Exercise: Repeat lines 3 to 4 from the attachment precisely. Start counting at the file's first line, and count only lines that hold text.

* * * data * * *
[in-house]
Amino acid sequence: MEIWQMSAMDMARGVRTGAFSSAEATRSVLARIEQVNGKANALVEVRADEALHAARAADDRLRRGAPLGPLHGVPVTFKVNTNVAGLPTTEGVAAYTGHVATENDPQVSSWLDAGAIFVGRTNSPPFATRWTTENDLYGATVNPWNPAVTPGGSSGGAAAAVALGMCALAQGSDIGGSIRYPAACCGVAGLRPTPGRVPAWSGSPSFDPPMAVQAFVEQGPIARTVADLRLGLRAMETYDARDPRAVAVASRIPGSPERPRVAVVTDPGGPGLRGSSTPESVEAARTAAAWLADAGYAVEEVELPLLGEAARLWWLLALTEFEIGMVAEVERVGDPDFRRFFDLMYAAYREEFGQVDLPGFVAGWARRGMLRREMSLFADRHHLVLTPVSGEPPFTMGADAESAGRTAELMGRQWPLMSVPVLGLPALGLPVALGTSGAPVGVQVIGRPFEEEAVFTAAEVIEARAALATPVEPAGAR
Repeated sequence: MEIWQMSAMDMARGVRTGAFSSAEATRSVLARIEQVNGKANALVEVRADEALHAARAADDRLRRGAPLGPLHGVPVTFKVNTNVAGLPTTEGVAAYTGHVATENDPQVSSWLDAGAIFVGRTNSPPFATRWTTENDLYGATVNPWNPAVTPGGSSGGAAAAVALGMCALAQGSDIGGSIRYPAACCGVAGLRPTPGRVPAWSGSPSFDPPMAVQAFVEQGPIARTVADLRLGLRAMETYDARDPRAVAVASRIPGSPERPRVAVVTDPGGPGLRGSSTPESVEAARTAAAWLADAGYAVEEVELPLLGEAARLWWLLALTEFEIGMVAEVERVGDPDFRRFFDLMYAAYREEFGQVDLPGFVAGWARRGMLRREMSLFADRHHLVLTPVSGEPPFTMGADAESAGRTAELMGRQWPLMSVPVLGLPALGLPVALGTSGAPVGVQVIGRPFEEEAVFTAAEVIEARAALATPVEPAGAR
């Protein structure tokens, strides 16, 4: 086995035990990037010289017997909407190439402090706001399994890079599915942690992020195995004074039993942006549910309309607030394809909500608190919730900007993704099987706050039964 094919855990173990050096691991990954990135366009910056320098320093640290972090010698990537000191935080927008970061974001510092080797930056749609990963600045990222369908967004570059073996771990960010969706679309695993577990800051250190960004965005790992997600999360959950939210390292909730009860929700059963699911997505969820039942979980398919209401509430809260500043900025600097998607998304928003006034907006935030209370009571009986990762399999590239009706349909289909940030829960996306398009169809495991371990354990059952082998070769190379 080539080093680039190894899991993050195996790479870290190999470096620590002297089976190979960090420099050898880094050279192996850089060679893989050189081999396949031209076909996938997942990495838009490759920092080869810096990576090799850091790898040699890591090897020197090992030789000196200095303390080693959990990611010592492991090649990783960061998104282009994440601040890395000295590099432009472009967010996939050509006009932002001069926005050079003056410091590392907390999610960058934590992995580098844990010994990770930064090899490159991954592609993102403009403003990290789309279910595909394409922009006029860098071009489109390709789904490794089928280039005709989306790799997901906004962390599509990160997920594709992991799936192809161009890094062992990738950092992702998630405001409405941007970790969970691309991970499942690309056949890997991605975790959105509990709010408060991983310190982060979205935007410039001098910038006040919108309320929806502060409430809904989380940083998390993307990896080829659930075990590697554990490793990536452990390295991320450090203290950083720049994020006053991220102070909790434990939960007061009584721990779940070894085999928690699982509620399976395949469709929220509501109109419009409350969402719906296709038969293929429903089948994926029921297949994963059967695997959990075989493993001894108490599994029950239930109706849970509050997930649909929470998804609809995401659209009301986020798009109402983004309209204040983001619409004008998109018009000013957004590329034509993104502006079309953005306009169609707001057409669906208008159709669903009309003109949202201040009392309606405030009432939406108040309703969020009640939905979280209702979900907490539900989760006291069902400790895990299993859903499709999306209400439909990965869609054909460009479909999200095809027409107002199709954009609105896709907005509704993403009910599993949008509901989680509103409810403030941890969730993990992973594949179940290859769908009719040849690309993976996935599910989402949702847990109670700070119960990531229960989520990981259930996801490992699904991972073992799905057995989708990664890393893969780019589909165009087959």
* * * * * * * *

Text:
Repeated sequence: MEIWQMSAMDMARGVRTGAFSSAEATRSVLARIEQVNGKANALVEVRADEALHAARAADDRLRRGAPLGPLHGVPVTFKVNTNVAGLPTTEGVAAYTGHVATENDPQVSSWLDAGAIFVGRTNSPPFATRWTTENDLYGATVNPWNPAVTPGGSSGGAAAAVALGMCALAQGSDIGGSIRYPAACCGVAGLRPTPGRVPAWSGSPSFDPPMAVQAFVEQGPIARTVADLRLGLRAMETYDARDPRAVAVASRIPGSPERPRVAVVTDPGGPGLRGSSTPESVEAARTAAAWLADAGYAVEEVELPLLGEAARLWWLLALTEFEIGMVAEVERVGDPDFRRFFDLMYAAYREEFGQVDLPGFVAGWARRGMLRREMSLFADRHHLVLTPVSGEPPFTMGADAESAGRTAELMGRQWPLMSVPVLGLPALGLPVALGTSGAPVGVQVIGRPFEEEAVFTAAEVIEARAALATPVEPAGAR
């Protein structure tokens, strides 16, 4: 086995035990990037010289017997909407190439402090706001399994890079599915942690992020195995004074039993942006549910309309607030394809909500608190919730900007993704099987706050039964 094919855990173990050096691991990954990135366009910056320098320093640290972090010698990537000191935080927008970061974001510092080797930056749609990963600045990222369908967004570059073996771990960010969706679309695993577990800051250190960004965005790992997600999360959950939210390292909730009860929700059963699911997505969820039942979980398919209401509430809260500043900025600097998607998304928003006034907006935030209370009571009986990762399999590239009706349909289909940030829960996306398009169809495991371990354990059952082998070769190379 080539080093680039190894899991993050195996790479870290190999470096620590002297089976190979960090420099050898880094050279192996850089060679893989050189081999396949031209076909996938997942990495838009490759920092080869810096990576090799850091790898040699890591090897020197090992030789000196200095303390080693959990990611010592492991090649990783960061998104282009994440601040890395000295590099432009472009967010996939050509006009932002001069926005050079003056410091590392907390999610960058934590992995580098844990010994990770930064090899490159991954592609993102403009403003990290789309279910595909394409922009006029860098071009489109390709789904490794089928280039005709989306790799997901906004962390599509990160997920594709992991799936192809161009890094062992990738950092992702998630405001409405941007970790969970691309991970499942690309056949890997991605975790959105509990709010408060991983310190982060979205935007410039001098910038006040919108309320929806502060409430809904989380940083998390993307990896080829659930075990590697554990490793990536452990390295991320450090203290950083720049994020006053991220102070909790434990939960007061009584721990779940070894085999928690699982509620399976395949469709929220509501109109419009409350969402719906296709038969293929429903089948994926029921297949994963059967695997959990075989493993001894108490599994029950239930109706849970509050997930649909929470998804609809995401659209009301986020798009109402983004309209204040983001619409004008998109018009000013957004590329034509993104502006079309953005306009169609707001057409669906208008159709669903009309003109949202201040009392309606405030009432939406108040309703969020009640939905979280209702979900907490539900989760006291069902400790895990299993859903499709999306209400439909990965869609054909460009479909999200095809027409107002199709954009609105896709907005509704993403009910599993949008509901989680509103409810403030941890969730993990992973594949179940290859769908009719040849690309993976996935599910989402949702847990109670700070119960990531229960989520990981259930996801490992699904991972073992799905057995989708990664890393893969780019589909165009087959």